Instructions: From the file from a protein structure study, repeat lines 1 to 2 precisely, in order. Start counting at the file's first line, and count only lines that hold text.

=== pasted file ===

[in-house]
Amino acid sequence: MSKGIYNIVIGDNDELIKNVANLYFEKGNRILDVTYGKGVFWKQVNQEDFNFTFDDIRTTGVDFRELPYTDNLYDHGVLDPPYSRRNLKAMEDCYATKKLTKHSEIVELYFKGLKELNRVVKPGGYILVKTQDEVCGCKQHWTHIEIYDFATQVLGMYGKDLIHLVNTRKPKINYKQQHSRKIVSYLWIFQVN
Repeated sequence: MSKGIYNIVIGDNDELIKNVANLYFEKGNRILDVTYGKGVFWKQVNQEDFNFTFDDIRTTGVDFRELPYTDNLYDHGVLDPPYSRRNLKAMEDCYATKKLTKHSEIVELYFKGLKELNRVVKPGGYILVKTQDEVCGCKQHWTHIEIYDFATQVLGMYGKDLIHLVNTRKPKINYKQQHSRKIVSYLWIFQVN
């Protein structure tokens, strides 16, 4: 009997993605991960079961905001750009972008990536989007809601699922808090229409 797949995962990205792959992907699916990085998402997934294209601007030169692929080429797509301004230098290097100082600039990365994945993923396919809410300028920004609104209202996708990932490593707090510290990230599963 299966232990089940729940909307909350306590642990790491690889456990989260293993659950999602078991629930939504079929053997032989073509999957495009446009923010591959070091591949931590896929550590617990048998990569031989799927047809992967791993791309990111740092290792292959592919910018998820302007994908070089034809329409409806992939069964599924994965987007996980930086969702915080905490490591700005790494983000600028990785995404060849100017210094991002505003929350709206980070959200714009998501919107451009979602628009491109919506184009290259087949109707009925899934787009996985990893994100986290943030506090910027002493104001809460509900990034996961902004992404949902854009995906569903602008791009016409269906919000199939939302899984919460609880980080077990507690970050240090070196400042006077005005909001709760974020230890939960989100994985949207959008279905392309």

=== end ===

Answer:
[in-house]
Amino acid sequence: MSKGIYNIVIGDNDELIKNVANLYFEKGNRILDVTYGKGVFWKQVNQEDFNFTFDDIRTTGVDFRELPYTDNLYDHGVLDPPYSRRNLKAMEDCYATKKLTKHSEIVELYFKGLKELNRVVKPGGYILVKTQDEVCGCKQHWTHIEIYDFATQVLGMYGKDLIHLVNTRKPKINYKQQHSRKIVSYLWIFQVN